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Roche Gets PRIME (PRIority MEdicines) Status for Huntington’s Disease Therapy

The European Medicines Agency's PRIME status is analogous to the FDA's Breakthrough Therapy designation.

Huntington’s disease is a fatal genetic disorder that leads to the progressive degeneration of the brain’s neurons. According to the Huntington’s Disease Society of America (HDSA), the disease is known as the quintessential family disease because every child of a parent with Huntington’s has a 50-50 chance of carrying the faulty gene. There are about 30,000 people in the US with Huntington’s, and over 200,000 people at risk of inheriting the disease. It causes severe degradation in mobility, cognition and psychiatric well being, with a very broad spectrum of signs and symptoms. The HDSA says that many Huntington’s sufferers describe the symptoms as having ALS, Parkinson’s and Alzheimer’s—simultaneously.

Most people with Huntington’s disease develop signs and symptoms in their 30s or 40s, and have a survival prognosis of 15 to 20 years after symptoms first manifest. This adult-onset Huntington’s is the most common form of the disorder, though there is also a juvenile Huntington’s disease that is associated with faster disease progression. Huntington’s disease is caused by mutation in the huntingtin gene, which results in the production of a toxic protein. This mutant huntingtin (mHTT) protein gradually destroys neurons in the brain.

Source: Neuroscientifically Challenged

Roche RHHBY announced today that the European Medicines Agency (EMA) has granted PRIME (PRIority MEdicines) designation for the company’s candidate for the treatment of Huntington’s disease, RG6042. In Phase 1/2 data released in March 2018 at the 13th annual CHDI Foundation Huntington’s Disease conference, patients treated for three months with RG6042 at the two highest doses showed up to a 60% reduction (mean of 40%) in the mHTT protein observed in the cerebral spinal fluid, with levels continuing to decline in about 70% of treated patients as of the last measurement in the study.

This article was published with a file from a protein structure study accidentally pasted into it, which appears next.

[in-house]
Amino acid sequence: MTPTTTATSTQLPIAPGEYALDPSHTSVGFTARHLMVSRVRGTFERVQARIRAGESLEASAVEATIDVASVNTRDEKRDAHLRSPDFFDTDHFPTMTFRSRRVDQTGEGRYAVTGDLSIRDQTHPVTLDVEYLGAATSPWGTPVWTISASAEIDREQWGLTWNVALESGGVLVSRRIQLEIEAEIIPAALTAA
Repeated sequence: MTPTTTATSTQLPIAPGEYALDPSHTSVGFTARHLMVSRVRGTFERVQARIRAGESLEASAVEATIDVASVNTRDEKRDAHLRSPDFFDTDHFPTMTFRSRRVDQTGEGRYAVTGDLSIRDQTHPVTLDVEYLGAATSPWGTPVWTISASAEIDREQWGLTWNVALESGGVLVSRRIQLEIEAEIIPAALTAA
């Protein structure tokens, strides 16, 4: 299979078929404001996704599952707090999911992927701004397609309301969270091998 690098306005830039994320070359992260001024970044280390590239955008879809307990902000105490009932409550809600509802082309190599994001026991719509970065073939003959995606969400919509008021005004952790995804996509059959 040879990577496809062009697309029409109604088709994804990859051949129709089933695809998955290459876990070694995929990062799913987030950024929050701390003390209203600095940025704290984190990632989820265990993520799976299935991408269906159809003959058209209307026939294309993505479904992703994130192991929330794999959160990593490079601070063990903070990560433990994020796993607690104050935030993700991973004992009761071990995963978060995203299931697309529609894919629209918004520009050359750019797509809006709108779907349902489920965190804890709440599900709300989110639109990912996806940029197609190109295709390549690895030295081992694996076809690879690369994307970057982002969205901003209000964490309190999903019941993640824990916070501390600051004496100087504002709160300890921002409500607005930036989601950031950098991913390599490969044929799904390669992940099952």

The EMA’s PRIME designation is analogous to the FDA’s Breakthrough Therapy designation, with the EMA providing enhanced support for the development of medicines that target an unmet medical need. Under PRIME, RG6042 will be eligible for accelerated assessment by the EMA, which means 150 evaluation days instead of the standard 210 days.

We are very pleased that the European Medicines Agency has granted PRIME designation for RG6042, as there is an urgent medical need to find treatment options for families affected by Huntington’s disease. Preliminary data on RG6042 were the first to show that levels of toxic mutant huntingtin protein can be lowered in adults with Huntington’s disease, and we are working closely with the EMA and other health authorities to initiate a global phase III study as soon as possible.

– Sandra Horning, MD, Chief Medical Officer and Head of Global Product Development, Roche

Roche has been collaborating with Ionis Pharmaceuticals IONS on Huntington’s disease since 2013, and, in December 2017, Roche exercised its option to license IONS-HTTRx—now known as RG6042—from Ionis. The companies have been investigating the viability of antisense oligonucleotide (ASO) therapy to target mHTT. ASOs are compounds that can alter RNA and reduce, restore, or modify protein expression. By targeting protein production at the source, scientists have theorized that they can be more effective in treating disease than by targeting downstream pathways.

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